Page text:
Lloyd board splits over attorney hire

By Mark Reynolds
Posted 1/12/22

Usually Town Board reorganization meetings are pretty routine affairs that establishes salaries of employees, the banking institutions the town uses, the days of the month for certain town meetings, …

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Lloyd board splits over attorney hire

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Usually Town Board reorganization meetings are pretty routine affairs that establishes salaries of employees, the banking institutions the town uses, the days of the month for certain town meetings, approving the official town newspapers, the employee pay periods and holidays, to name just a few.

This year, however, when it came to naming the law firm of Whiteman, Osterman and Hanna as special counsel to the Town of Lloyd, the vote split down party lines, with Democrats Mike Guerriero and Joe Mazzetti voting no and Republicans Dave Plavchak, Lenny Auchmoody and John Fraino voting to reappoint the firm. The board, however, agreed to continue a month to month arrangement with the firm and the right to terminate the relationship with a 30 day notice.

Mazzetti said, “I’d rather see them as a month to month. There were a lot of mistakes made, for example the $70,000 or $80,000 we spent on the PRRD [planned residential retirement development] zoning that is a lot of wasted money and I really don’t think we want to lock in for a year.”

In a subsequent interview Mazzetti elaborated on his opposition to keeping this firm, something he has voiced publicly many times.

“What bothers me about the firm is that they have given us misinformation. At various board meetings you’ve seen me and the attorney Paul Van Cott have discussions about legal advice that he’s given us and it is actually inaccurate,” Mazzetti said. “When we finally came up with the moratorium, he told us we could just vote no and then when we find out what the process is, he can’t really explain to us what the process is for anything that he claims we can do.”

Mazzetti explained that when developers come to the town with projects that do not conform to the town code, Van Cott tells the board that they can reject them by just saying no, “and that would be the end of it but the reality is that’s not been the case at all; they’re still going to the Planning Board, still going to the Zoning Board. Basically, what we did is we wasted all this money going to a moratorium [a few years ago] because we got nothing out of it.”

Mazzetti pointed out that the Villages Assisted Living Facility project should have been required to do a more thorough environmental review, however the Planning Board, after meeting with Van Cott, voted for a Negative Declaration that allowed the developer to avoid doing a deeper environmental review, even after the Planning Board in their initial review, cited a number of significant environmental impacts from the project.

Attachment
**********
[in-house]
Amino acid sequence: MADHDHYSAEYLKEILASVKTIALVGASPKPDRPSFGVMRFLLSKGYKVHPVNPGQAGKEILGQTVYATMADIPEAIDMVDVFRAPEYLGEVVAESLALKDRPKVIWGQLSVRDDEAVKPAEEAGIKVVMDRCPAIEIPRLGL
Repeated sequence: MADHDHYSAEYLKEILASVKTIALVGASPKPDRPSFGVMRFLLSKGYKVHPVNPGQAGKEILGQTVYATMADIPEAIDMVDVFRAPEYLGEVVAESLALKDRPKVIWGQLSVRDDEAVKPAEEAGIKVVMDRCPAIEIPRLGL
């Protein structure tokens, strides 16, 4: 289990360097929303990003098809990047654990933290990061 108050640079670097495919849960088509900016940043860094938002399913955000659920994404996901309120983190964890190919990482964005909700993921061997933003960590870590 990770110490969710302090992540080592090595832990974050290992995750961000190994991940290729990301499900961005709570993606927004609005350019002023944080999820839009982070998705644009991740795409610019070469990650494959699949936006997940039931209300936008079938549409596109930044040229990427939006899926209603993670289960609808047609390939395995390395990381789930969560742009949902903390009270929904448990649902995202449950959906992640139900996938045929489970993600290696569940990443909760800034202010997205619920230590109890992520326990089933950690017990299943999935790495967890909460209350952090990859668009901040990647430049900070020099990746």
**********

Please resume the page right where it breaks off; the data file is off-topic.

Mazzetti also noted that the facility’s design plans for parking in front was shown to be in violation of code provisions relating to setbacks.

“Next thing you know is that he [Van Cott] then back-peddles that conversation and changes his tune and says that [Building Department Director] Dave Barton can write a rationale. Where in our code does it say it?”

“He tells us that there’s these laws and when we ask him for proof, he can’t produce the law.”

Mazzetti said all of this leads to the larger question of who this firm actually works for, “do they work for the town or do they work for the developer? I’m not sure.” He said the town pays extra for this attorney to travel down from the Adirondack region, while there are competent land use attorneys in the immediate area. He added that when developers come to Lloyd, “they come right for these variances and then we’re told by our attorney that if we don’t give them, we’re going to be sued. So if this is the case, what is the reason of having laws when other towns can uphold theirs but our town can’t.”

Councilman Mike Guerriero, who was also a no vote on this law firm, believes the town did not get anything out of the moratorium after spending a significant amount of money with this firm.

“All we got was a few setbacks and they made a lot of money off of us. I think it’s time for a change,” he said. “All these high professionals we hire for the town, we become like a cash cow for them and I think every once in awhile we have to clean house and put some new organizations in and keep everybody on a straight path.”

Guerriero also favors hiring a local firm to meet the town’s land use needs.

Supervisor Dave Plavchak said if Mazzetti and Guerriero have issues with this firm they are going to have to show him specifically what their objections are.

“I would agree to do stuff but not just because somebody doesn’t like somebody. I know Joe said they have made errors but he is going to have to articulate and account for what the errors are and be specific...I have heard nothing on that, so right now I personally am OK with this legal firm,” he said.
When asked if he is aware that after the Planning Board met with their attorney concerning the Assisted Living Facility, they then voted for the Negative Declaration, Plavchak said, “I don’t have details that as of right now there’s an issue with this firm.”

Plavchak stressed that the two Councilmen are going to have to show him where the firm violated their contract or where they’re not capable of performing it correctly.

Plavchak said the entire Town Board will have to spend time reviewing any pertinent data concerning the law firm and come to an agreement on this matter.

On another resolution that broke along party lines, the board re-appointed Scott McCarthy as the Chairman of the Planning Board for 2022 by a vote of 3-2.



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